The IEEE Power Africa Conference was hosted in Accra, Ghana in June this year and had a theme of “Harnessing Energy, Information and Communication Technology for Affordable Electrification of Africa.” Two members of the Energy for Development team attended to present their recent work on energy options appraisals and microgrid optimisation.
Africa remains the second fastest growing economy in the world, at a rate of 3.6% compared to the 3.1% global GDP growth rate, however the electrical infrastructure still needs improvement with an overall electrification rate of 40% and some countries as low as 9%. Health services, education, income generating activities and job creation are all impacted by electricity, however according to the African Development Bank, 640 million Africans still lack access to this basic human need.
The conference brought together experts from government, industry and academia to discuss advances in the African electricity sector to build solutions for both on-grid and off-grid systems across the continent that are economically, environmentally and socially sustainable. The conference covered keynotes, plenary sessions, oral presentations tutorials and workshops and participants included representatives from companies, R&D organisations, universities and financial institutions from around the world.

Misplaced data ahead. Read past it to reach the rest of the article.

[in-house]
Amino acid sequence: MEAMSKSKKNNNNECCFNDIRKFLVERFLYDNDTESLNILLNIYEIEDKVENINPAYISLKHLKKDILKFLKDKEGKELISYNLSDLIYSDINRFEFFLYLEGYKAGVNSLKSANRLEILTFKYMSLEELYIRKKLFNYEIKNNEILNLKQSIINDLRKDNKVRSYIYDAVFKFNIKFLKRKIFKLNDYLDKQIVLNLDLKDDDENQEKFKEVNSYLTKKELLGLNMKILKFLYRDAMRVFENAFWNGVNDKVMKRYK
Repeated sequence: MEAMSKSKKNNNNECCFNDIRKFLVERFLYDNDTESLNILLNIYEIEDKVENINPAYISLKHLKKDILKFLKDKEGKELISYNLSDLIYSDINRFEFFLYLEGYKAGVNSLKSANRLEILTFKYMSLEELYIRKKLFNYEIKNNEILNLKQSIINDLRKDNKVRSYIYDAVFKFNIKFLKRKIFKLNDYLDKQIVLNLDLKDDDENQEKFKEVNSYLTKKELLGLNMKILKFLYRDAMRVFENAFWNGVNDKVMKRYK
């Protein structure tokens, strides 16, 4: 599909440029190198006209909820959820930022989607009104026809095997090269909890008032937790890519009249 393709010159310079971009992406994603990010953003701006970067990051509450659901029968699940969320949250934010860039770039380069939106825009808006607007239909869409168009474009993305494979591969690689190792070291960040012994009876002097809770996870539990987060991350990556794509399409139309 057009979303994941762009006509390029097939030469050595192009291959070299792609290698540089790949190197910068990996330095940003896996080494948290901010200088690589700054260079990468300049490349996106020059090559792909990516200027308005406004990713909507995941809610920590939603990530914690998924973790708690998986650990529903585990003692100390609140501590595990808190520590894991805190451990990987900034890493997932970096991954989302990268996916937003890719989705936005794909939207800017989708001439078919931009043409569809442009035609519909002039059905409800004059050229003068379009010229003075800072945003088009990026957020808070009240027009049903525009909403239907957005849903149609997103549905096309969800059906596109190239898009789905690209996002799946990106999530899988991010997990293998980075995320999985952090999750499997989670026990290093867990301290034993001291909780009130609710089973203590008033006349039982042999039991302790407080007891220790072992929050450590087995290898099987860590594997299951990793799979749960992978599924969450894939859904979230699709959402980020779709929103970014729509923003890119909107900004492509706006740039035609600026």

Aran Eales presented a paper called “Electricity Access Options Appraisal in Malawi: Dedza District Case Study” which outlined an energy audit conducted for the Dedza district in Malawi. The study involved a literature review; solar, wind and hydro resource assessment; household and business surveys; focus group discussions and expert interviews to gather primary and secondary data. A decision making tool was developed to score and rank renewable energy technologies based on defined input criteria, and recommendations were drawn out regarding appropriate technology choices for rural areas. The paper was based on the Enhancing Governance, Advocacy, Growth and Energy in Dedza Programme which was conducted with Concern Universal in Malawi in 2016.
Steven Nolan presented “Optimized network planning of mini-grids for the rural electrification of developing countries” which aimed at minimizing the cost of system implementation. To do this a software program was created within Matlab that used Multi-Objective Particle Swarm Optimization (MOPSO) to minimise the cost of the generation sources while maintaining supply constraints. In addition to minimising the cost of supply, the distribution infrastructure costs were minimised through the use of a Genetic Algorithm that optimized the network topology while ensuring that the voltage levels at each nodes never dropped below standard requirements for power quality. These methods were then applied to a case study of a charity school compound in the Tamil Nadu region of India.
Several useful contacts with academics and industry representatives were made which will likely lead to future research projects. We look forward to submitting abstracts for next year’s event.